According to the alert issued in collaboration with the Swiss Government Computer Emergency Response Team (GovCERT), the attackers have asked for ransoms ranging from thousands of Swiss Francs to millions — 1 million CHF is just over $1 million.
Over a dozen of such ransomware attacks that resulted in systems being encrypted and rendered unusable have been reported in recent weeks.
“The attackers made ransom demands of several tens of thousands of Swiss francs, in some cases even millions,” the alert says.
Swiss ransomware victims ignored warnings, had poor security
As MELANI and GovCERT discovered while investigating these ransomware incidents, recommended best practices such as MELANI’s information security checklist for SMEs were not implemented by the victims and previous warnings of such attacks were not taken into consideration.
The Swiss Government-funded cybersecurity body advises businesses not to pay ransoms to avoid becoming involuntary sponsors for the hackers’ ongoing campaigns.
Also, by paying them, businesses don’t have any guarantee that their data will be recoverable using decryption tools provided by the attackers.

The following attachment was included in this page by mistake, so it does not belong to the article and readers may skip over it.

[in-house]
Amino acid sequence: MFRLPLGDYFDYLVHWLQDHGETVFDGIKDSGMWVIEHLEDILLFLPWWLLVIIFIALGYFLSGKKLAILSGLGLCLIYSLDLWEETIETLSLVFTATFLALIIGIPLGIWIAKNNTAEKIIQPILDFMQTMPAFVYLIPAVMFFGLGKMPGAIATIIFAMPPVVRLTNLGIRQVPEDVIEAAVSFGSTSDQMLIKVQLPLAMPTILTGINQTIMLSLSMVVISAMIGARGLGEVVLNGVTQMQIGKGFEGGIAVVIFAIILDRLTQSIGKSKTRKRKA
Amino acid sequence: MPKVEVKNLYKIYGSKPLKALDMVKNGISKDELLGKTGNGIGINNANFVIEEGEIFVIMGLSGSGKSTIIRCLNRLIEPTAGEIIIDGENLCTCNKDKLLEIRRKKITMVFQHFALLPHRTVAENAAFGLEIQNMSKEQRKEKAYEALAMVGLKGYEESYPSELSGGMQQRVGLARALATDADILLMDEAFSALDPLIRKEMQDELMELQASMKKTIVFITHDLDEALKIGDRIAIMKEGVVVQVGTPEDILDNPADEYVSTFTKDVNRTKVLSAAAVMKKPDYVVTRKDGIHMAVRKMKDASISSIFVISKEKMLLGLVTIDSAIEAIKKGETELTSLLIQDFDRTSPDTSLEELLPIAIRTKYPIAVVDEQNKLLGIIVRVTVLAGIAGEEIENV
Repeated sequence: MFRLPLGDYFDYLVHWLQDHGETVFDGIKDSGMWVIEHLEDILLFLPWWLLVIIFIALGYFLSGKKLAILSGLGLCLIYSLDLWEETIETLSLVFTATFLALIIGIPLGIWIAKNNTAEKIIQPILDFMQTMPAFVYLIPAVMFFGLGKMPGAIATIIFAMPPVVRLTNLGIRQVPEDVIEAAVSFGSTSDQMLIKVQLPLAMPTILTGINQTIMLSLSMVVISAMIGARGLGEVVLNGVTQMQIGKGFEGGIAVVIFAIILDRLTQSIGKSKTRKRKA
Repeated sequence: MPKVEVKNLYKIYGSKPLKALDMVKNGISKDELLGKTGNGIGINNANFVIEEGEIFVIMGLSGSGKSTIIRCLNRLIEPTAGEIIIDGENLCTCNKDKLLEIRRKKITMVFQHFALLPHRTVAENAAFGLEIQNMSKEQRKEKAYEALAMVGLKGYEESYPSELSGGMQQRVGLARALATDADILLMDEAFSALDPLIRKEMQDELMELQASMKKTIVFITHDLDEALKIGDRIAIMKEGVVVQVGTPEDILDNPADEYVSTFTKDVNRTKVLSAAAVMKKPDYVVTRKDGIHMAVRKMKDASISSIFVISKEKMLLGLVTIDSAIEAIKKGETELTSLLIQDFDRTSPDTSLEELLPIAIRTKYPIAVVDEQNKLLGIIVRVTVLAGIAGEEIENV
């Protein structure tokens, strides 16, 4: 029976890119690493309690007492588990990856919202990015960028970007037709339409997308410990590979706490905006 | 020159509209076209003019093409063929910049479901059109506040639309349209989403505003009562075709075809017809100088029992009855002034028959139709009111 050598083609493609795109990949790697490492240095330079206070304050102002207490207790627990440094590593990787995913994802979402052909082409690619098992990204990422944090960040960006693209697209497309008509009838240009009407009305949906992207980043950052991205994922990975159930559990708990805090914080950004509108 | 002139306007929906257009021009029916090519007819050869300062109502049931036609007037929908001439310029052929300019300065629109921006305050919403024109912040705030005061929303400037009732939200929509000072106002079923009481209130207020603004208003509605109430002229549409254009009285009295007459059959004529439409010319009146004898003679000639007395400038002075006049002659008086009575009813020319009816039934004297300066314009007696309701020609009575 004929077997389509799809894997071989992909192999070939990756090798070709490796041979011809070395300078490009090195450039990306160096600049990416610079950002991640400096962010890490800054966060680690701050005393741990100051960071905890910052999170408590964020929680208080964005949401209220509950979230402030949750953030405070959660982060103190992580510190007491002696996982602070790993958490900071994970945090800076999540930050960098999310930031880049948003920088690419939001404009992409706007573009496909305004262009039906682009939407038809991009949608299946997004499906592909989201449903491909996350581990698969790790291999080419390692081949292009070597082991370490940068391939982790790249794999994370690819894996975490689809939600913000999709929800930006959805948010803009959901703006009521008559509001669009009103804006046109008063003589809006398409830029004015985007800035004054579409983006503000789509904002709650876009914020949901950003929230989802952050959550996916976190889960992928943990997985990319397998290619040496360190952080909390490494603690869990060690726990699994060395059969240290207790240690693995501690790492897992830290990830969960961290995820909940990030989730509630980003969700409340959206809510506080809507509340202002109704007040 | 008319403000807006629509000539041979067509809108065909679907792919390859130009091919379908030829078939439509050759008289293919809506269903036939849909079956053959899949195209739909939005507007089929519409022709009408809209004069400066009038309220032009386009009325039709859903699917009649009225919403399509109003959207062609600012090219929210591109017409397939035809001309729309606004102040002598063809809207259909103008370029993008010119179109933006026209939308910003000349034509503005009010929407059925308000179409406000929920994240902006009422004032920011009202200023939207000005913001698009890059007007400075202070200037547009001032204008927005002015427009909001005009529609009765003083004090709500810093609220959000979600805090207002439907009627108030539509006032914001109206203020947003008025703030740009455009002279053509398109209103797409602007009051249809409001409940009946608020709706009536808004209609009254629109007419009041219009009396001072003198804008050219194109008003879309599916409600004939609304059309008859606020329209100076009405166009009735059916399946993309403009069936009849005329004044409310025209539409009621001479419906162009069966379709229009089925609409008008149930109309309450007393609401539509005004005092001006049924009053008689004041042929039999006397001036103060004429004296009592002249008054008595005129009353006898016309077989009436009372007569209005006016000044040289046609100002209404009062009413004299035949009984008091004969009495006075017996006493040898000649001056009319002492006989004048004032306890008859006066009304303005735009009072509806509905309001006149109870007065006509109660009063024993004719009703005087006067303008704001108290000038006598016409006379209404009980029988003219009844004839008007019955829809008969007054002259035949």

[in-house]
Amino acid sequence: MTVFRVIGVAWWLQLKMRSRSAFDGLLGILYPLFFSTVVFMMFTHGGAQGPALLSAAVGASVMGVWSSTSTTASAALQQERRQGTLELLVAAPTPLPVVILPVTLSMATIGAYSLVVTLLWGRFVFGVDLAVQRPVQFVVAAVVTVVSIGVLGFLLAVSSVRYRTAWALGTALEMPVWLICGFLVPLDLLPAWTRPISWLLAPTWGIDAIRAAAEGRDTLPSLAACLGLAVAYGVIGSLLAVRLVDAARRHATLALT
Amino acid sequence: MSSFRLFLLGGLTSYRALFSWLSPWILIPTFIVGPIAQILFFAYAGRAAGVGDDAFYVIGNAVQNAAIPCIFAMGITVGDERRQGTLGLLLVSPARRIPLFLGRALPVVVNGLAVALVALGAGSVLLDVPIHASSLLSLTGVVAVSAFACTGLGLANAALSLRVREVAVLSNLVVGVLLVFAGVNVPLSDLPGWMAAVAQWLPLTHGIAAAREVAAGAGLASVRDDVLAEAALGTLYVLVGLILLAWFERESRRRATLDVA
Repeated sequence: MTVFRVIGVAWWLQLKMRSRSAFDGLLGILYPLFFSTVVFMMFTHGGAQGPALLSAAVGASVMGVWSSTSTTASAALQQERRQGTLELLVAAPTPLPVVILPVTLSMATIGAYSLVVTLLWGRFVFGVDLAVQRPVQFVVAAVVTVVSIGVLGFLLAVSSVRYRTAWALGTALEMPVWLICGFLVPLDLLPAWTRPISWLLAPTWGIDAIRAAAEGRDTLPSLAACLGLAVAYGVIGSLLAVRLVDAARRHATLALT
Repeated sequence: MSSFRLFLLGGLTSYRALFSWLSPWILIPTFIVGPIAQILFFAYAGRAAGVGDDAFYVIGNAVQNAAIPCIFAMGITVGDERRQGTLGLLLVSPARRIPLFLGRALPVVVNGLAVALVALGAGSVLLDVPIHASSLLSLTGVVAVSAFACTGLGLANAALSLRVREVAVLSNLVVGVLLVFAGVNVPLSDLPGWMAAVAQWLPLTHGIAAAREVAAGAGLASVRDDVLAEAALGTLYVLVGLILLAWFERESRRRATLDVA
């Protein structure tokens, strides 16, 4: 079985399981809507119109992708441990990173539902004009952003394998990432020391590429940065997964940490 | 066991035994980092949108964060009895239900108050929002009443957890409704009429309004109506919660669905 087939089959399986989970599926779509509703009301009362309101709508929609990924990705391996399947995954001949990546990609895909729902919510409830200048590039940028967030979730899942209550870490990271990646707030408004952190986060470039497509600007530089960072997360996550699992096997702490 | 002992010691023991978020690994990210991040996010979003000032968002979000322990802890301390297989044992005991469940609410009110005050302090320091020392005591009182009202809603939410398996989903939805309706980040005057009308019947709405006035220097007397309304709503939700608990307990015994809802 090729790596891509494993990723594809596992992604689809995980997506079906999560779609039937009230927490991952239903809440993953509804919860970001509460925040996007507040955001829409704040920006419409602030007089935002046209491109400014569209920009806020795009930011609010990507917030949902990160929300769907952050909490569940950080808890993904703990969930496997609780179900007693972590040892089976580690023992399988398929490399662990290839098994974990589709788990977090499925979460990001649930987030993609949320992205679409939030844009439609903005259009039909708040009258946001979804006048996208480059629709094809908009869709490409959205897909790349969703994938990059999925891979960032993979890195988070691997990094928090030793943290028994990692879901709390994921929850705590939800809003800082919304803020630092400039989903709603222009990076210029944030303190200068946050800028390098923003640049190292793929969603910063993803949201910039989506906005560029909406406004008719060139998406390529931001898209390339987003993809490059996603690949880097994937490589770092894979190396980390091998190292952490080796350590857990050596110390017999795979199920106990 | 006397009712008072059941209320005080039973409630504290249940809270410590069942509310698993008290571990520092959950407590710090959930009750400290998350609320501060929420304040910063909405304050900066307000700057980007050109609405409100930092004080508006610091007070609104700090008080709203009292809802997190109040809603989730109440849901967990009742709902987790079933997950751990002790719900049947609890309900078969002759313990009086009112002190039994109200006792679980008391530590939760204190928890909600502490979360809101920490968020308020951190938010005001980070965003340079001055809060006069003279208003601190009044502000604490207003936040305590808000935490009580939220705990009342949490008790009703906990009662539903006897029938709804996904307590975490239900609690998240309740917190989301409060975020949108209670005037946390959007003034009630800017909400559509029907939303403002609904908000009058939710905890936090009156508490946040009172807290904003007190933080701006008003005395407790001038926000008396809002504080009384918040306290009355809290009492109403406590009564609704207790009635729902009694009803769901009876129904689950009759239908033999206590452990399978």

It is important that the companies concerned contact the cantonal police immediately, file a complaint and discuss the further procedure with them. As long as there are still companies that make ransom payments, attackers will never stop blackmailing. – MELANI
MELANI also warned both SMEs and large companies that they are still at risk even after paying the ransoms and restoring their systems and data seeing that “the underlying infection from malware such as ‘Emotet’ or ‘TrickBot’ will remain active.”
“As a result, the attackers still have full access to the affected company’s network and can, for example, reinstall ransomware or steal sensitive data from it.”
MELANI said that there are examples of companies from Switzerland and other countries that were ransomed multiple times within short periods of time.
While analyzing the recently reported ransomware incidents, the Swiss cybersecurity body identified a number of weaknesses that allowed attackers to successfully breach the companies’ defenses (all of them can be mitigated by MELANI’s recommendations):
• Virus protection and warning messages: Companies either did not notice or did not take seriously the warning messages from antivirus software that malware had been found on servers (e.g. domain controllers).
• Remote access protection: Remote connections to systems, so-called Remote Desktop Protocols (RDP), were often protected with a weak password and the input was only set to the default (standard port 3389) and without restrictions (e.g. VPN or IP filter).